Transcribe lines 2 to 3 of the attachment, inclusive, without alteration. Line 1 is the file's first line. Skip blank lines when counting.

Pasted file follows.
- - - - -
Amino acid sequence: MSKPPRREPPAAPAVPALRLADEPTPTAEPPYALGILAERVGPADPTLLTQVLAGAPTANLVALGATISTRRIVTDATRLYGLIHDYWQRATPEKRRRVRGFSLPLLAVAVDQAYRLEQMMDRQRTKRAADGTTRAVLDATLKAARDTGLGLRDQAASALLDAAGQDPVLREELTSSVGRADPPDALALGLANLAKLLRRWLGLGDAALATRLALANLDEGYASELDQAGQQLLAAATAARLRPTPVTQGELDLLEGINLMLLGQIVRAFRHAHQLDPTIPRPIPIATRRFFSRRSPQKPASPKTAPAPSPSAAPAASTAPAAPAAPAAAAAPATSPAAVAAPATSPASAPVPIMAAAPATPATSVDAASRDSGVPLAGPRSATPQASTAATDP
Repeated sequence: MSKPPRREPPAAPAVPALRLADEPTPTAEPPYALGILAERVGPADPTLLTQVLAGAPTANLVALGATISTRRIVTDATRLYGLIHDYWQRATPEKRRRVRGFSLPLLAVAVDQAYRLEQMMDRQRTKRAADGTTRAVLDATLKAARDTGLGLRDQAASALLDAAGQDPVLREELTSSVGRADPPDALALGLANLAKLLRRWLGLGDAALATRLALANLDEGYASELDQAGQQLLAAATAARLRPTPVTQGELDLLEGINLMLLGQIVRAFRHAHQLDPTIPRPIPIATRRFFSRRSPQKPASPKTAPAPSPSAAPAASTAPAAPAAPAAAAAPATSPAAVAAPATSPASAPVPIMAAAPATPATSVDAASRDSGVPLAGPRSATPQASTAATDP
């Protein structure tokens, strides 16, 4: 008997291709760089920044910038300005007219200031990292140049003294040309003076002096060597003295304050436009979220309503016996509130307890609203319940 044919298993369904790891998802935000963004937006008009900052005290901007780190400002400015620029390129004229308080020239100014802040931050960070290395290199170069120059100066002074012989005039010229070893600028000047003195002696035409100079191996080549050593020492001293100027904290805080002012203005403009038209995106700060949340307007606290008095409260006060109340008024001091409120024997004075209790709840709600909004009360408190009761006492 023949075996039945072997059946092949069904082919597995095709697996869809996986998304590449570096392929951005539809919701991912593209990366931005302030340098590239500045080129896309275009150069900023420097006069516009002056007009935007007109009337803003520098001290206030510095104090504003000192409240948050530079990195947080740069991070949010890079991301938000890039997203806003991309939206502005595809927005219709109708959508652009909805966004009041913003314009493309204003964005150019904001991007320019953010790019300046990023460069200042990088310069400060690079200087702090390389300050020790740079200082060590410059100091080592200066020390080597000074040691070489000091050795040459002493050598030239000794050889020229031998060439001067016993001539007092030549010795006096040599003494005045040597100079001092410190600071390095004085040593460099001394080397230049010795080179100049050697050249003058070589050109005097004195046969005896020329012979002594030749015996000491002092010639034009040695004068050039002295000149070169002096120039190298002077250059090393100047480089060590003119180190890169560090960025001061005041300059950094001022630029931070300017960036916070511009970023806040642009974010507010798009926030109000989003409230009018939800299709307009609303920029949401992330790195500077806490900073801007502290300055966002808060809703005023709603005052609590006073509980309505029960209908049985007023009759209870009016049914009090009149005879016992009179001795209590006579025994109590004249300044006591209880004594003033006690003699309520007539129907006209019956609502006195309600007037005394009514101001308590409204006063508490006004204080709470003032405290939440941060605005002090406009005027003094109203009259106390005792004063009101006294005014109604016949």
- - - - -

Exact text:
Repeated sequence: MSKPPRREPPAAPAVPALRLADEPTPTAEPPYALGILAERVGPADPTLLTQVLAGAPTANLVALGATISTRRIVTDATRLYGLIHDYWQRATPEKRRRVRGFSLPLLAVAVDQAYRLEQMMDRQRTKRAADGTTRAVLDATLKAARDTGLGLRDQAASALLDAAGQDPVLREELTSSVGRADPPDALALGLANLAKLLRRWLGLGDAALATRLALANLDEGYASELDQAGQQLLAAATAARLRPTPVTQGELDLLEGINLMLLGQIVRAFRHAHQLDPTIPRPIPIATRRFFSRRSPQKPASPKTAPAPSPSAAPAASTAPAAPAAPAAAAAPATSPAAVAAPATSPASAPVPIMAAAPATPATSVDAASRDSGVPLAGPRSATPQASTAATDP
């Protein structure tokens, strides 16, 4: 008997291709760089920044910038300005007219200031990292140049003294040309003076002096060597003295304050436009979220309503016996509130307890609203319940 044919298993369904790891998802935000963004937006008009900052005290901007780190400002400015620029390129004229308080020239100014802040931050960070290395290199170069120059100066002074012989005039010229070893600028000047003195002696035409100079191996080549050593020492001293100027904290805080002012203005403009038209995106700060949340307007606290008095409260006060109340008024001091409120024997004075209790709840709600909004009360408190009761006492 023949075996039945072997059946092949069904082919597995095709697996869809996986998304590449570096392929951005539809919701991912593209990366931005302030340098590239500045080129896309275009150069900023420097006069516009002056007009935007007109009337803003520098001290206030510095104090504003000192409240948050530079990195947080740069991070949010890079991301938000890039997203806003991309939206502005595809927005219709109708959508652009909805966004009041913003314009493309204003964005150019904001991007320019953010790019300046990023460069200042990088310069400060690079200087702090390389300050020790740079200082060590410059100091080592200066020390080597000074040691070489000091050795040459002493050598030239000794050889020229031998060439001067016993001539007092030549010795006096040599003494005045040597100079001092410190600071390095004085040593460099001394080397230049010795080179100049050697050249003058070589050109005097004195046969005896020329012979002594030749015996000491002092010639034009040695004068050039002295000149070169002096120039190298002077250059090393100047480089060590003119180190890169560090960025001061005041300059950094001022630029931070300017960036916070511009970023806040642009974010507010798009926030109000989003409230009018939800299709307009609303920029949401992330790195500077806490900073801007502290300055966002808060809703005023709603005052609590006073509980309505029960209908049985007023009759209870009016049914009090009149005879016992009179001795209590006579025994109590004249300044006591209880004594003033006690003699309520007539129907006209019956609502006195309600007037005394009514101001308590409204006063508490006004204080709470003032405290939440941060605005002090406009005027003094109203009259106390005792004063009101006294005014109604016949």